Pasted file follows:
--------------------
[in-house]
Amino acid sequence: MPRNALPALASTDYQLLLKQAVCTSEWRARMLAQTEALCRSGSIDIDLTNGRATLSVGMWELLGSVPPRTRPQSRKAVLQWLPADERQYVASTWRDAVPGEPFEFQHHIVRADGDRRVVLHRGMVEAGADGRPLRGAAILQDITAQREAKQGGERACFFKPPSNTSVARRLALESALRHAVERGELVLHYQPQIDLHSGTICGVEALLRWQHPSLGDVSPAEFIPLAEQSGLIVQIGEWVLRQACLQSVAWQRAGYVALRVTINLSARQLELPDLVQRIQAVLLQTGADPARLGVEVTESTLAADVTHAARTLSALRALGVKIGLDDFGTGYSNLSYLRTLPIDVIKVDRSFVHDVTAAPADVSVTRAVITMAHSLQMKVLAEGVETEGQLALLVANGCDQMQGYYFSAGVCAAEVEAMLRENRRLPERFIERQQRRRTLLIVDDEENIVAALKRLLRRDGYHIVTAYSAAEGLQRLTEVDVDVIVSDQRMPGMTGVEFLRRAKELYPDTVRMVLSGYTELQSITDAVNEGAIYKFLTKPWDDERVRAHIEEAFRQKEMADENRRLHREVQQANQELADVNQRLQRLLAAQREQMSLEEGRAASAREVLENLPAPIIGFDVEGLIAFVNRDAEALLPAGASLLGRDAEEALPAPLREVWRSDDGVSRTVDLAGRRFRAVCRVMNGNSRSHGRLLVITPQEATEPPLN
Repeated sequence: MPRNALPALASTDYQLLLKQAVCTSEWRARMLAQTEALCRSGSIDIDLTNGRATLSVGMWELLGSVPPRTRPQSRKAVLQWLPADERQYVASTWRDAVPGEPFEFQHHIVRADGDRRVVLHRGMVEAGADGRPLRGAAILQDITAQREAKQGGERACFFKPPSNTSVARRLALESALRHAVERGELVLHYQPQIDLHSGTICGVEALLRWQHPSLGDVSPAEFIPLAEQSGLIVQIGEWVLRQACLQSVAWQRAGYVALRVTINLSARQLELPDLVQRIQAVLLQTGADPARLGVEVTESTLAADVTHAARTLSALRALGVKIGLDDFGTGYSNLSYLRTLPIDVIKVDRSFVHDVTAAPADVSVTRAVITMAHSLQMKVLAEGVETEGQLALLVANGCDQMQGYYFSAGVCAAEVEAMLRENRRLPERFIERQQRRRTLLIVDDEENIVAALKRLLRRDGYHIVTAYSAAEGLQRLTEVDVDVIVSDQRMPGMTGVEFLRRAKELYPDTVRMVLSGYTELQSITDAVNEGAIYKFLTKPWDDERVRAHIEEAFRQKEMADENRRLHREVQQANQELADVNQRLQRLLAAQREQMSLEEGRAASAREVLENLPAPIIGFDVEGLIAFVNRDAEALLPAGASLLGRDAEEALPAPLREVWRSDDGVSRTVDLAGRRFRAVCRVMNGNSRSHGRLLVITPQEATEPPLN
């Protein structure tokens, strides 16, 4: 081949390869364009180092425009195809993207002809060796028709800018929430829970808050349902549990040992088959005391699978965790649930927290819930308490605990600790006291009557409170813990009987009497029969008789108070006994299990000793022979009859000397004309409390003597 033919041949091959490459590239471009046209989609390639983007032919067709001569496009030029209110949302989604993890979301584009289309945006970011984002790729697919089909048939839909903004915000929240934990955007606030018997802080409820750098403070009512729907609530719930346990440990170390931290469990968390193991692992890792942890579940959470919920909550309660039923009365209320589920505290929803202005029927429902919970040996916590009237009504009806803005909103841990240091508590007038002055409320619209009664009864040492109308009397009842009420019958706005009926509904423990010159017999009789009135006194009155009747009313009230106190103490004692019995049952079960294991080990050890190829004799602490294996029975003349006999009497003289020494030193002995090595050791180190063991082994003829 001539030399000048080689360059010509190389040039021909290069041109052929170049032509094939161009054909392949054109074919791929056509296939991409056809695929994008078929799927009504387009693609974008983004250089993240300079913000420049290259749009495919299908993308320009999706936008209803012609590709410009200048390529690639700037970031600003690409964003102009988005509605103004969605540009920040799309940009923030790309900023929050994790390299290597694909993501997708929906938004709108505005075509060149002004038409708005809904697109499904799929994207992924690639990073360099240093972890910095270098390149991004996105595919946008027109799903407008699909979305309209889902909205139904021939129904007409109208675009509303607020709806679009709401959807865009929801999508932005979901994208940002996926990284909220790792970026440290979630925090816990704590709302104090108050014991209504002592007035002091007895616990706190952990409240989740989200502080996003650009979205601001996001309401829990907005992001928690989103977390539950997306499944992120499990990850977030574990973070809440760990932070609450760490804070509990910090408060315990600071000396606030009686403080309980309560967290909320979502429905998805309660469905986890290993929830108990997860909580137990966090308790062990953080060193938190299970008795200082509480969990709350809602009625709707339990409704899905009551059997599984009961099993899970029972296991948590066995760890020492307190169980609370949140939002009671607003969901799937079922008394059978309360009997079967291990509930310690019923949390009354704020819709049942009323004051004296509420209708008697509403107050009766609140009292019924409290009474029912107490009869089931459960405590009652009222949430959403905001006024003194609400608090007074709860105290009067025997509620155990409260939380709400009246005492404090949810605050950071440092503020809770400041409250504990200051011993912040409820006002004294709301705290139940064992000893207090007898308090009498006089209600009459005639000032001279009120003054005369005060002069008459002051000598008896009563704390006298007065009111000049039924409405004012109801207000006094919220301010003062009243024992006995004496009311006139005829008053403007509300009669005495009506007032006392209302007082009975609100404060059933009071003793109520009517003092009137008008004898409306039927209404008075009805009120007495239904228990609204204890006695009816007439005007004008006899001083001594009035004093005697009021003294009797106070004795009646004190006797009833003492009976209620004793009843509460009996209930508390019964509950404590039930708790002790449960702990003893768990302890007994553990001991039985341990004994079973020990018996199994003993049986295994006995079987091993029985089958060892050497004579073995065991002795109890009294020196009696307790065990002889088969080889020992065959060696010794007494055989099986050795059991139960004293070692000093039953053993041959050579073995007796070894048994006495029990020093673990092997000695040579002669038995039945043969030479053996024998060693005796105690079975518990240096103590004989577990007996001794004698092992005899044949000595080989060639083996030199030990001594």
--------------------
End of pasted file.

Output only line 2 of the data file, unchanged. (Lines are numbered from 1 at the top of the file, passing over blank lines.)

Amino acid sequence: MPRNALPALASTDYQLLLKQAVCTSEWRARMLAQTEALCRSGSIDIDLTNGRATLSVGMWELLGSVPPRTRPQSRKAVLQWLPADERQYVASTWRDAVPGEPFEFQHHIVRADGDRRVVLHRGMVEAGADGRPLRGAAILQDITAQREAKQGGERACFFKPPSNTSVARRLALESALRHAVERGELVLHYQPQIDLHSGTICGVEALLRWQHPSLGDVSPAEFIPLAEQSGLIVQIGEWVLRQACLQSVAWQRAGYVALRVTINLSARQLELPDLVQRIQAVLLQTGADPARLGVEVTESTLAADVTHAARTLSALRALGVKIGLDDFGTGYSNLSYLRTLPIDVIKVDRSFVHDVTAAPADVSVTRAVITMAHSLQMKVLAEGVETEGQLALLVANGCDQMQGYYFSAGVCAAEVEAMLRENRRLPERFIERQQRRRTLLIVDDEENIVAALKRLLRRDGYHIVTAYSAAEGLQRLTEVDVDVIVSDQRMPGMTGVEFLRRAKELYPDTVRMVLSGYTELQSITDAVNEGAIYKFLTKPWDDERVRAHIEEAFRQKEMADENRRLHREVQQANQELADVNQRLQRLLAAQREQMSLEEGRAASAREVLENLPAPIIGFDVEGLIAFVNRDAEALLPAGASLLGRDAEEALPAPLREVWRSDDGVSRTVDLAGRRFRAVCRVMNGNSRSHGRLLVITPQEATEPPLN